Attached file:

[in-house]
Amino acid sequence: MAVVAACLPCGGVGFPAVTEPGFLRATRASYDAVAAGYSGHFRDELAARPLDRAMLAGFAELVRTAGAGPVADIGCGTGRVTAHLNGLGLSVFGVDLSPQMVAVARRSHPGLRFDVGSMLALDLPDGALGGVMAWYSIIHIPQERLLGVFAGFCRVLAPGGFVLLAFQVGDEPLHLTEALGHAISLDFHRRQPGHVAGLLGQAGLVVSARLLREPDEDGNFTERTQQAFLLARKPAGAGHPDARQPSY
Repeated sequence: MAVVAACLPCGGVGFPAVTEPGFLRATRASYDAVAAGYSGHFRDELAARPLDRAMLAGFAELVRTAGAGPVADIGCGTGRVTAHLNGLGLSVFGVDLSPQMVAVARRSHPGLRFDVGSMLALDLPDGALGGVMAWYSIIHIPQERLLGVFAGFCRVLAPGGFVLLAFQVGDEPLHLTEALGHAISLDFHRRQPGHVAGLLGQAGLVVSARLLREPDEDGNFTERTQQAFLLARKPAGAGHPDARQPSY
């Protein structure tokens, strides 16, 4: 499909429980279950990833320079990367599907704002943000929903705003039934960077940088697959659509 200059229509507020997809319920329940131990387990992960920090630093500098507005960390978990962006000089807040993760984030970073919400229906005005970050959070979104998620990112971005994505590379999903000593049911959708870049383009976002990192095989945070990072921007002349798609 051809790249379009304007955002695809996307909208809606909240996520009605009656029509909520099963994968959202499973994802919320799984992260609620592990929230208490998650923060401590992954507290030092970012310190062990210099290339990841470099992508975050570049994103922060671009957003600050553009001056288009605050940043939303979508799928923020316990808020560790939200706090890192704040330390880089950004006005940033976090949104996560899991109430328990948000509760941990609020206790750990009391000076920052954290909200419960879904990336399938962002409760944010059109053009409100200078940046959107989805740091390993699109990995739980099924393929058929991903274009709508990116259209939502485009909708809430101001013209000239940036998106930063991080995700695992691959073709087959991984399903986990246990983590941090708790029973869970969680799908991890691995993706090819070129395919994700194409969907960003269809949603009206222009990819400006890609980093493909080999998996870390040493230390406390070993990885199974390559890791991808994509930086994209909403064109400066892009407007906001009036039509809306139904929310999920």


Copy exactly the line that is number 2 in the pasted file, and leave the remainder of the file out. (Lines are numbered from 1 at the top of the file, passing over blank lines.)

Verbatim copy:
Amino acid sequence: MAVVAACLPCGGVGFPAVTEPGFLRATRASYDAVAAGYSGHFRDELAARPLDRAMLAGFAELVRTAGAGPVADIGCGTGRVTAHLNGLGLSVFGVDLSPQMVAVARRSHPGLRFDVGSMLALDLPDGALGGVMAWYSIIHIPQERLLGVFAGFCRVLAPGGFVLLAFQVGDEPLHLTEALGHAISLDFHRRQPGHVAGLLGQAGLVVSARLLREPDEDGNFTERTQQAFLLARKPAGAGHPDARQPSY